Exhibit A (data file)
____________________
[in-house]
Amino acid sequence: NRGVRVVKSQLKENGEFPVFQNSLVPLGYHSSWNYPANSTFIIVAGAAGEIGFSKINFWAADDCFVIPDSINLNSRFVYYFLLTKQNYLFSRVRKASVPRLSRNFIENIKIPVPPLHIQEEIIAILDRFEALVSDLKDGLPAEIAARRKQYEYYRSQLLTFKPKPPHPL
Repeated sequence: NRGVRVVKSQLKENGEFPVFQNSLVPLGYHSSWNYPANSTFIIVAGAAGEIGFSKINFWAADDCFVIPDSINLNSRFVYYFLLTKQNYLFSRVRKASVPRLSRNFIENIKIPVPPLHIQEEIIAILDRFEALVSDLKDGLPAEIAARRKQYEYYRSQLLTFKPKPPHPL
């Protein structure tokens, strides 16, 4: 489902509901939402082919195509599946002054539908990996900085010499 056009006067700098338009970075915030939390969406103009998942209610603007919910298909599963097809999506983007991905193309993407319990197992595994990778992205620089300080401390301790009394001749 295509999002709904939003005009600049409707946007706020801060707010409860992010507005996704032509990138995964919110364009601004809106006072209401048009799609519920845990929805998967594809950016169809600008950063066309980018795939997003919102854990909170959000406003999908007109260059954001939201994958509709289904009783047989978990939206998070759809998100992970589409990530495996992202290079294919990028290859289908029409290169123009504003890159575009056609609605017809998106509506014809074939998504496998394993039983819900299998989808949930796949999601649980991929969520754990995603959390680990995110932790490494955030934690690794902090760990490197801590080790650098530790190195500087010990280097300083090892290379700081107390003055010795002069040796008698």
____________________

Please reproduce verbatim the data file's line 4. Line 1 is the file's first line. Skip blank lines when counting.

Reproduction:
């Protein structure tokens, strides 16, 4: 489902509901939402082919195509599946002054539908990996900085010499 056009006067700098338009970075915030939390969406103009998942209610603007919910298909599963097809999506983007991905193309993407319990197992595994990778992205620089300080401390301790009394001749 295509999002709904939003005009600049409707946007706020801060707010409860992010507005996704032509990138995964919110364009601004809106006072209401048009799609519920845990929805998967594809950016169809600008950063066309980018795939997003919102854990909170959000406003999908007109260059954001939201994958509709289904009783047989978990939206998070759809998100992970589409990530495996992202290079294919990028290859289908029409290169123009504003890159575009056609609605017809998106509506014809074939998504496998394993039983819900299998989808949930796949999601649980991929969520754990995603959390680990995110932790490494955030934690690794902090760990490197801590080790650098530790190195500087010990280097300083090892290379700081107390003055010795002069040796008698």